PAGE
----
Why are wages pressed down to starvation levels? Why is contractualization so rampant today? How could workers’ rights to decent wages, security of tenure, and to form unions be trampled upon with impunity?
Progressive workers say that a law, which was named after a former yellow labor leader and senator, Republic Act 6715 or the Herrera Law laid the basis for these virulent attacks on labor rights.
President Gloria Macapagal-Arroyo had barely warmed her seat in Malacañang when her administration significantly increased the use of assumption of jurisdiction (AJ) orders to quell workers’ strikes. From 2002 to 2003, AJ orders emanating from her labor secretary increased three-fold. In this decade, the years 2003 to 2005 saw the highest number of labor disputes muzzled with AJ orders.
In fact, from 2003 up to present, the Arroyo administration never gave workers a chance to win strikes. The number of AJ orders issued by her labor department always exceeded the number of actual strikes since 2003 up to present. (See table below). This suggests that during much of this decade, most if not all of the strikes launched in this country had been stopped by the government — the striking workers ordered to return to work with threats of layoff and criminal charges if they resisted — while more labor disputes had been prevented from blossoming into actual strikes. (Click here to read more)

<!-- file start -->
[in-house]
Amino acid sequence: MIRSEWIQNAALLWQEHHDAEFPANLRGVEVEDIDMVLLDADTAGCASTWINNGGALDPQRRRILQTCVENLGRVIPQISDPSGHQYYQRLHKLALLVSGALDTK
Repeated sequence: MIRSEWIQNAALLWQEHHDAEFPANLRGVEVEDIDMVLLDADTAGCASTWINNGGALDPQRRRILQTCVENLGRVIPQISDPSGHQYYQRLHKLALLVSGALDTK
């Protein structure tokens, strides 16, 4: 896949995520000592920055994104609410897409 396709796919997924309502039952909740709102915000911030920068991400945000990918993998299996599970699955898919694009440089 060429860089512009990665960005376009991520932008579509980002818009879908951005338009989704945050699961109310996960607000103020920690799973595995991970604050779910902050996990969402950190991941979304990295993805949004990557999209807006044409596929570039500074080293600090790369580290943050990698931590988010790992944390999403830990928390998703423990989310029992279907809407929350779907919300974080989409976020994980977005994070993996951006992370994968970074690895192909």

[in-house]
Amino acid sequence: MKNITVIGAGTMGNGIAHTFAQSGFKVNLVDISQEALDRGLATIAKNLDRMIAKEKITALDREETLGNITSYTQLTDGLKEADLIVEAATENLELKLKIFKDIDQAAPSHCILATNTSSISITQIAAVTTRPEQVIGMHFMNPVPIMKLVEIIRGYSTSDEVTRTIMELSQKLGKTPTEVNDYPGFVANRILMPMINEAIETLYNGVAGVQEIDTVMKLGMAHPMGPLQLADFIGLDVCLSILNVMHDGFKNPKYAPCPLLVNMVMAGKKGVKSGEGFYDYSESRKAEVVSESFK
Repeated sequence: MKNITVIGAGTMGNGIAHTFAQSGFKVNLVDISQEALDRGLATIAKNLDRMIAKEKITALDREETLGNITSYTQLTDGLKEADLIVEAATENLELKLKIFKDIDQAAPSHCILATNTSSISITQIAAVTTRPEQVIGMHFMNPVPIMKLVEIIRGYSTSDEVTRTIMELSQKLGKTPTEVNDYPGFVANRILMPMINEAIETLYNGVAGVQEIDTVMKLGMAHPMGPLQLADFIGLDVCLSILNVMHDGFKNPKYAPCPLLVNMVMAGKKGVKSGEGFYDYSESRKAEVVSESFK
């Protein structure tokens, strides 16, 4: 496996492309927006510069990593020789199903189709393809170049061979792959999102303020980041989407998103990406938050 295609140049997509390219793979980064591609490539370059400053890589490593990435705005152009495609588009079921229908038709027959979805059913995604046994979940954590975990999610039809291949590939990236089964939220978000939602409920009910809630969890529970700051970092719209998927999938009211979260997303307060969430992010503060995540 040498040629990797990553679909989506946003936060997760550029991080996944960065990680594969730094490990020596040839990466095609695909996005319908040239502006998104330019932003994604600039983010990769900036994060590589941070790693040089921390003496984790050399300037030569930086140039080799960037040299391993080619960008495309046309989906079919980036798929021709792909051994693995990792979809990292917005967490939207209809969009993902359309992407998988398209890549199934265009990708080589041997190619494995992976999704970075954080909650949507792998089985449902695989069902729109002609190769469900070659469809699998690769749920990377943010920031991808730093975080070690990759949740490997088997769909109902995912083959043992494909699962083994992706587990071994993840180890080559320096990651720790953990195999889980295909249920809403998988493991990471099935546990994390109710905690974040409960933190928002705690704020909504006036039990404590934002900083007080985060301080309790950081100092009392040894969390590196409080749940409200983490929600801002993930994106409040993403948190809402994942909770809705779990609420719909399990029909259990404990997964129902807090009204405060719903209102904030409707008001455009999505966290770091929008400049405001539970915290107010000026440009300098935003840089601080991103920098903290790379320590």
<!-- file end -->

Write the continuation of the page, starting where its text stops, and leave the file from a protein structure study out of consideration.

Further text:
Two decades after the Aquino government successfully rammed through the first major revision of the country’s Labor Code to the detriment of workers’ rights, the Employers’ Confederation of the Philippines (ECOP) recently aired its desire to revise it anew. As with previous attempts to change the Labor Code, their stated reasons boil down to the ‘imperatives of creating jobs to improve the economy.’
Their announcement followed the first major public appearance of ex-Senator Ernesto Herrera, leader of the government-backed Trade Union Congress of the Philippines (TUCP). Herrera is the principal author of Republic Act 6715 of 1989, dubbed as the Herrera Law, the first major revision of the Labor Code, which was passed in 1974 during the Marcos dictatorship. It was followed a few weeks later by the “Wage Rationalization Act” or RA 6727, which provided for the creation of regional wage boards, composed of representatives of the government, corporations, and labor, for the purpose of determining wage increases. This, workers asserted, was meant to weaken the national unity and struggle of workers for legislated wage increases. (Click here to read more)